Censorship

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In ancient Rome, censorship was the office or function of a censor. This article is about controls over publication and discussion.

Censorship is the use of state or group power to control freedom of expression. Censorship 'criminalizes' certain actions or the communication of such actions - or suggested communications of such actions. In a modern sense censorship consists of any attempt to suppress information, points of view, or method of expression such as art, or profanity. The purpose of censorship is to maintain the status quo, to control the development of a society, or to stifle dissent among a subject people. For this reason, censorship is very common among social groups, organized religions, corporations and governments. However, there are also numerous groups which oppose censorship.

Censorship can be explicit, as in laws passed to prevent information being published or propagated (as in Australia or China where certain Internet pages are not permitted entry), or it can take the form of intimidation by government or even by popular censure, where people are afraid to express or support certain opinions for fear of losing their lives, or their jobs, position in society, or in academia, their academic credibility. In this latter form it is sometimes called McCarthyism.

Censorship is regarded as a typical feature of dictatorships and other authoritarian political systems. Democratic nations usually have far less institutionalized censorship, and instead tout the importance of freedom of speech.

Some thinkers understand censorship to include other attempts to suppress points of view or ideas such as propaganda, media manipulation, spin, disinformation or 'free speech zones'. These methods, collectively, tend to work by disseminating misleading information, preventing other ideas from obtaining a receptive audience.

Others point out the suppression of access to the means of dissemination of ideas by governmental bodies such as the FCC in the United States of America, the CRTC in Canada, or by a newspaper that refuses to run commentary the publisher disagrees with, or a lecture hall that refuses to rent itself out to a particular speaker. Thinkers such as philosopher and novelist Ayn Rand consider this latter form of censorship to be an acceptable outcome of the defense of property rights. Contradictions of her position emerge from her disapproval of state backed monopoly license in the arena of radio and telecommunication broadcast and state funding of the arts.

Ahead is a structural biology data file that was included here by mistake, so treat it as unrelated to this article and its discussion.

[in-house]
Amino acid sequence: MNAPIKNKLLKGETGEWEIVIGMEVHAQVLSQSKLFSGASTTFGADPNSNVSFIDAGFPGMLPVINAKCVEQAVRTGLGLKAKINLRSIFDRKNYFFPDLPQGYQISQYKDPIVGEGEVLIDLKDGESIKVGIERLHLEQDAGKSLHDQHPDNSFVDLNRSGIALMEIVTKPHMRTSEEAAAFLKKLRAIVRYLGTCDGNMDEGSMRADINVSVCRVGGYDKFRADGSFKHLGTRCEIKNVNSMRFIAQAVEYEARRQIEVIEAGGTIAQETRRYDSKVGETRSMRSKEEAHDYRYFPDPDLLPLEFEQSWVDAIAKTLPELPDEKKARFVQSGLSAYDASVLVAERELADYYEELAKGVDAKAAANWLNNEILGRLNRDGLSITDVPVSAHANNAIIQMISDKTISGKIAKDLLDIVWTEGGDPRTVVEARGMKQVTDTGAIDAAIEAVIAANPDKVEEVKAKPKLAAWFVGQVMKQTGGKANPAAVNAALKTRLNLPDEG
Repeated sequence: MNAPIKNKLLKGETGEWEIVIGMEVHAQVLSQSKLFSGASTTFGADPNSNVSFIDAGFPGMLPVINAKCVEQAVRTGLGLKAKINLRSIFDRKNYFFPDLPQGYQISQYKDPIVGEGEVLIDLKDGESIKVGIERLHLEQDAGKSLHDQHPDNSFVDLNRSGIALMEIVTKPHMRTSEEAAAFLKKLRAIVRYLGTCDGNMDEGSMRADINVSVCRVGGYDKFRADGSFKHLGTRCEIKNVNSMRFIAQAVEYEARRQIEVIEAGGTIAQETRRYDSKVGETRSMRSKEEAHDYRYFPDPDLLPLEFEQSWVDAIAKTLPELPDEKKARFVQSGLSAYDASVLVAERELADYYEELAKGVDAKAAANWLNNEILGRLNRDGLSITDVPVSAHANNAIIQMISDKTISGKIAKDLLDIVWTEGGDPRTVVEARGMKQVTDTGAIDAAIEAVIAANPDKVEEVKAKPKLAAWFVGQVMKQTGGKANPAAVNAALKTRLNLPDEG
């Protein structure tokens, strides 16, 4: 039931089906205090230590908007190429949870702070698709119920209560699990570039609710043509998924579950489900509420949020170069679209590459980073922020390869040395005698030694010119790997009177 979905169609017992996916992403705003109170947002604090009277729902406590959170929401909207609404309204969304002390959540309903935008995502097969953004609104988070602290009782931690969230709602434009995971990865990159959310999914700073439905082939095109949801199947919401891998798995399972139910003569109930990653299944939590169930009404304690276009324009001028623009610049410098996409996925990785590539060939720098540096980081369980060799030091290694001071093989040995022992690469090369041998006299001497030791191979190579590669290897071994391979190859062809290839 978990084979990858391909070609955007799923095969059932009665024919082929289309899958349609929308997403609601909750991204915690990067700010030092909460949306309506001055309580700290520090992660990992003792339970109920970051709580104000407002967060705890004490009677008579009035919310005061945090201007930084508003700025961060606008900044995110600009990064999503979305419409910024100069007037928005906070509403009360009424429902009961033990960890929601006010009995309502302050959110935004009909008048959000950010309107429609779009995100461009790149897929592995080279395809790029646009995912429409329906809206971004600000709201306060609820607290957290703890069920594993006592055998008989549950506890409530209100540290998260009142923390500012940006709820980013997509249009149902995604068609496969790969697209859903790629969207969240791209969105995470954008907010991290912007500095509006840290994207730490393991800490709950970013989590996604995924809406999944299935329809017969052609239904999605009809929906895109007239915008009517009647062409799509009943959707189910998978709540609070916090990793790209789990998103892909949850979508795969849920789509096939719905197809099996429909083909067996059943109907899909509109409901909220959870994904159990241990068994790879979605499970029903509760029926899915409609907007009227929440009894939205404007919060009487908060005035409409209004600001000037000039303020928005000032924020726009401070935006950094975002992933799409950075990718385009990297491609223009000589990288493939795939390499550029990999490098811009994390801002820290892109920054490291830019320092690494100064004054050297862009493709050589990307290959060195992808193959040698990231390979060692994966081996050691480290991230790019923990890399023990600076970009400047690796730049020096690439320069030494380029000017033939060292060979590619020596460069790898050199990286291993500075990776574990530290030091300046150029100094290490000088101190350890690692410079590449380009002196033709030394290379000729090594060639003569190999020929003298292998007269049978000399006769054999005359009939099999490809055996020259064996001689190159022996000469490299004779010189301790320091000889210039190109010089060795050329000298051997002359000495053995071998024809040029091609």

Data havens and decentralized peer-to-peer file sharing systems such as Freenet can be used to prevent censorship.


Wartime censorship is carried out with the intention of preventing the release of information that might be advantageous to the enemy. Typically it involves obfuscation of times or locations, or delaying the release of information (e.g. the objective of an operation) until it is of no possible use to enemy forces. Mention of weapons and equipment (especially if newly introduced) is another favourite area for censorship. The moral issues here are somewhat different as release of the information carries a high risk of increased casualties among one's own forces and possibly loss of the overall conflict.

Contents

Analysis of censorship in action

Lists of banned works

Readings

  • Abbott, Randy. "A Critical Analysis of the Library-Related Literature Concerning Censorship in Public Libraries and Public School Libraries in the United States During the 1980s." Project for degree of Education Specialist, University of South Florida, December 1987. [ED 308 864]
  • Burress, Lee. "Battle of the Books." Metuchen, NJ: The Scarecrow Press, 1989. [ED 308 508]
  • O'Reilly, Robert C. and Larry Parker. "Censorship_or Curriculum Modification?" Paper presented at a School Boards Association, 1982, 14 p. [ED 226 432]
  • Hendrikson, Leslie. "Library Censorship: ERIC Digest No. 23." ERIC Clearinghouse for Social Studies/Social Science Education, Boulder, Colorado, November 1985. [ED 264 165]
  • Hoffman, Frank. "Intellectual Freedom and Censorship." Metuchen, NJ: The Scarecrow Press, 1989. [ED 307 652]
  • Marek, Kate. "Schoolbook Censorship USA." June 1987. [ED 300 018]
  • National Coalition against Censorship (NCAC). "Books on Trial: A Survey of Recent Cases." January 1985. [ED 258 597]
  • Small, Robert C., Jr. "Preparing the New English Teacher to Deal with Censorship, or Will I Have to Face it Alone?" Annual Meeting of the National Council of Teachers of English, 1987, 16 p. (arguing that the English teacher should get advice from school librarians in preparing to encounter three levels of censorship: 1) rejection of adolescent fiction and popular teen magazines as having low value, 2) experienced colleagues discouraging "difficult" lesson plans, and 3) outside interest groups limiting students' exposure). [ED 289 172]
  • Terry, John David II. "Censorship: Post Pico." In "School Law Update, 1986," edited by Thomas N. Jones and Darel P. Semler. [ED 272 994]

See also

External links

de:Zensur es:Censura fr:Censure he:צנזורה ja:検閲 nl:Censuur sv:Censur pl:Cenzura

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